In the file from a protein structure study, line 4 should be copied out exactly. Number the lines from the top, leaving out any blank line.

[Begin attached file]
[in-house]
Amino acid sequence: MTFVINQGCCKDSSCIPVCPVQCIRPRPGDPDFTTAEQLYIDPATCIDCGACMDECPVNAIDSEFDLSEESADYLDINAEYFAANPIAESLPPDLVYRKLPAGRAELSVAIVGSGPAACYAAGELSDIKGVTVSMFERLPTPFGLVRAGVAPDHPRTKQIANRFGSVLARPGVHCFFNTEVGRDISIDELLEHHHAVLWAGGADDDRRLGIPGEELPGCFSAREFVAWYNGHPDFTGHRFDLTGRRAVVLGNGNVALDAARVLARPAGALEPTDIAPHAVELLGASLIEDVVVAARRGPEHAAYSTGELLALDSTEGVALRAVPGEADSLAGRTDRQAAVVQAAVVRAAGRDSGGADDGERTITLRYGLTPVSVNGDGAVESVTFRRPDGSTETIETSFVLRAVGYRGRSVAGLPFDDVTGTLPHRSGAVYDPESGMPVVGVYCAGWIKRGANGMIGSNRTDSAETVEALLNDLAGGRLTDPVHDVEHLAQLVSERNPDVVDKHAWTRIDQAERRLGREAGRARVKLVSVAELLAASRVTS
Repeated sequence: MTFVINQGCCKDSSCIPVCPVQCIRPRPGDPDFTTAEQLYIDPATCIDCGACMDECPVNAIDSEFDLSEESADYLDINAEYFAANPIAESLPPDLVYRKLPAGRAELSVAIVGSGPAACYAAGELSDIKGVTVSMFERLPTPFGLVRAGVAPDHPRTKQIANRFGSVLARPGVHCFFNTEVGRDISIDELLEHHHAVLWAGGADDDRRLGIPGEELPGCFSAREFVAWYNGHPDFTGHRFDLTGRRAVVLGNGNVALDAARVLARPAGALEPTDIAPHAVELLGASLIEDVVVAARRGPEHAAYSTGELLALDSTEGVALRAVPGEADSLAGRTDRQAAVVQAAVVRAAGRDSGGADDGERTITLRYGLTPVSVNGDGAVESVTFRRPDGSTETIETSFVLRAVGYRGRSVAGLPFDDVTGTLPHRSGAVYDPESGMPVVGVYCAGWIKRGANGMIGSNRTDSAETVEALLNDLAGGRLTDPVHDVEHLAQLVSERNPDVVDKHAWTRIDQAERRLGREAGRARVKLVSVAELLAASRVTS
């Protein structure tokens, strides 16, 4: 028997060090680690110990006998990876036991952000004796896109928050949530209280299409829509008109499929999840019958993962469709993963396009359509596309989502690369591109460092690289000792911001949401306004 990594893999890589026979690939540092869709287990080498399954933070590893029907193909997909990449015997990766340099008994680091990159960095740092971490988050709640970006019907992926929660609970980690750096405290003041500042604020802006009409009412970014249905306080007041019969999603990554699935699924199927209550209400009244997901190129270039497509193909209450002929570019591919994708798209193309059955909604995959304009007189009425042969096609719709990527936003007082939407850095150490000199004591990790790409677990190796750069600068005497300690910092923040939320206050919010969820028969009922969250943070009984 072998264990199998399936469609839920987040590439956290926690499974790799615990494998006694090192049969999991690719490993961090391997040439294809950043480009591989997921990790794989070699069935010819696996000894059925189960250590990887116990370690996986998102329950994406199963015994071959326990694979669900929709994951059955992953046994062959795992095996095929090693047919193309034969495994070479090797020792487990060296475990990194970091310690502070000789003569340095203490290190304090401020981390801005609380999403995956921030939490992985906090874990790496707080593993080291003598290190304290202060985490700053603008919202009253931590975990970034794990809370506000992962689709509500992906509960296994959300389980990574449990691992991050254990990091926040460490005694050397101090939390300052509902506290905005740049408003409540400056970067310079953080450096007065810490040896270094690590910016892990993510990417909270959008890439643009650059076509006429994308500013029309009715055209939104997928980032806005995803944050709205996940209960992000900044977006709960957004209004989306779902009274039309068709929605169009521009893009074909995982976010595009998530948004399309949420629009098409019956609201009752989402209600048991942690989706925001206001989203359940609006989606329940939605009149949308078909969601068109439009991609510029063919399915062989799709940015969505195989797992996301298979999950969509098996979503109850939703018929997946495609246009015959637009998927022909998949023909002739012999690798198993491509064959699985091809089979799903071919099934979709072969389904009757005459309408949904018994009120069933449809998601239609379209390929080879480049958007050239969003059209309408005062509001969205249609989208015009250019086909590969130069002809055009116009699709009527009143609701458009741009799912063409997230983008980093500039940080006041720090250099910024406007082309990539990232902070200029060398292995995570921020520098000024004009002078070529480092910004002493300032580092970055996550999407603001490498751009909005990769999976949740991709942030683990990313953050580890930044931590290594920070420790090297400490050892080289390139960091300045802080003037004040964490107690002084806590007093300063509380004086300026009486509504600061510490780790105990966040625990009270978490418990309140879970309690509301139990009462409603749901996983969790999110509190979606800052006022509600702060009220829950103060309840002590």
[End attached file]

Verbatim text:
């Protein structure tokens, strides 16, 4: 028997060090680690110990006998990876036991952000004796896109928050949530209280299409829509008109499929999840019958993962469709993963396009359509596309989502690369591109460092690289000792911001949401306004 990594893999890589026979690939540092869709287990080498399954933070590893029907193909997909990449015997990766340099008994680091990159960095740092971490988050709640970006019907992926929660609970980690750096405290003041500042604020802006009409009412970014249905306080007041019969999603990554699935699924199927209550209400009244997901190129270039497509193909209450002929570019591919994708798209193309059955909604995959304009007189009425042969096609719709990527936003007082939407850095150490000199004591990790790409677990190796750069600068005497300690910092923040939320206050919010969820028969009922969250943070009984 072998264990199998399936469609839920987040590439956290926690499974790799615990494998006694090192049969999991690719490993961090391997040439294809950043480009591989997921990790794989070699069935010819696996000894059925189960250590990887116990370690996986998102329950994406199963015994071959326990694979669900929709994951059955992953046994062959795992095996095929090693047919193309034969495994070479090797020792487990060296475990990194970091310690502070000789003569340095203490290190304090401020981390801005609380999403995956921030939490992985906090874990790496707080593993080291003598290190304290202060985490700053603008919202009253931590975990970034794990809370506000992962689709509500992906509960296994959300389980990574449990691992991050254990990091926040460490005694050397101090939390300052509902506290905005740049408003409540400056970067310079953080450096007065810490040896270094690590910016892990993510990417909270959008890439643009650059076509006429994308500013029309009715055209939104997928980032806005995803944050709205996940209960992000900044977006709960957004209004989306779902009274039309068709929605169009521009893009074909995982976010595009998530948004399309949420629009098409019956609201009752989402209600048991942690989706925001206001989203359940609006989606329940939605009149949308078909969601068109439009991609510029063919399915062989799709940015969505195989797992996301298979999950969509098996979503109850939703018929997946495609246009015959637009998927022909998949023909002739012999690798198993491509064959699985091809089979799903071919099934979709072969389904009757005459309408949904018994009120069933449809998601239609379209390929080879480049958007050239969003059209309408005062509001969205249609989208015009250019086909590969130069002809055009116009699709009527009143609701458009741009799912063409997230983008980093500039940080006041720090250099910024406007082309990539990232902070200029060398292995995570921020520098000024004009002078070529480092910004002493300032580092970055996550999407603001490498751009909005990769999976949740991709942030683990990313953050580890930044931590290594920070420790090297400490050892080289390139960091300045802080003037004040964490107690002084806590007093300063509380004086300026009486509504600061510490780790105990966040625990009270978490418990309140879970309690509301139990009462409603749901996983969790999110509190979606800052006022509600702060009220829950103060309840002590």